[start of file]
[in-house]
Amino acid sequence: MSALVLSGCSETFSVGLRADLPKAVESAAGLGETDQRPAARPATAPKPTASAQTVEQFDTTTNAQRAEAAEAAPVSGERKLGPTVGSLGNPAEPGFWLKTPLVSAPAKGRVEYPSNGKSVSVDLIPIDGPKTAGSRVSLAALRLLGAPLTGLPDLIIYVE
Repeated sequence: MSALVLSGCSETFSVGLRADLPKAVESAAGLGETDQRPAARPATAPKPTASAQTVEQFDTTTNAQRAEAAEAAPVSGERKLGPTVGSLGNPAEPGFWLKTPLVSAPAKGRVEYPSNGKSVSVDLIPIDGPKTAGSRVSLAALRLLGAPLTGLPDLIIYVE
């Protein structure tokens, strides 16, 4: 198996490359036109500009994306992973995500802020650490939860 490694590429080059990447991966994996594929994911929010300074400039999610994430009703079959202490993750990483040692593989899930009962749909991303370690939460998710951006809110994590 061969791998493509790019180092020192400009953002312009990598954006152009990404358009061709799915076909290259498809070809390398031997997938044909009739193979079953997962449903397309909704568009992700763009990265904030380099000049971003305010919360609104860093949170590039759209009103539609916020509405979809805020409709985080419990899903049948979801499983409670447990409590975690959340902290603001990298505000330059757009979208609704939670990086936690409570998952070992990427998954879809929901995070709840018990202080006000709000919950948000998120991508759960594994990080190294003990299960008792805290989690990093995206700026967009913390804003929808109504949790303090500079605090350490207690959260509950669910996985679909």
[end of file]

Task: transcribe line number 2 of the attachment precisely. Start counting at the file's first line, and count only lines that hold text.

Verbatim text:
Amino acid sequence: MSALVLSGCSETFSVGLRADLPKAVESAAGLGETDQRPAARPATAPKPTASAQTVEQFDTTTNAQRAEAAEAAPVSGERKLGPTVGSLGNPAEPGFWLKTPLVSAPAKGRVEYPSNGKSVSVDLIPIDGPKTAGSRVSLAALRLLGAPLTGLPDLIIYVE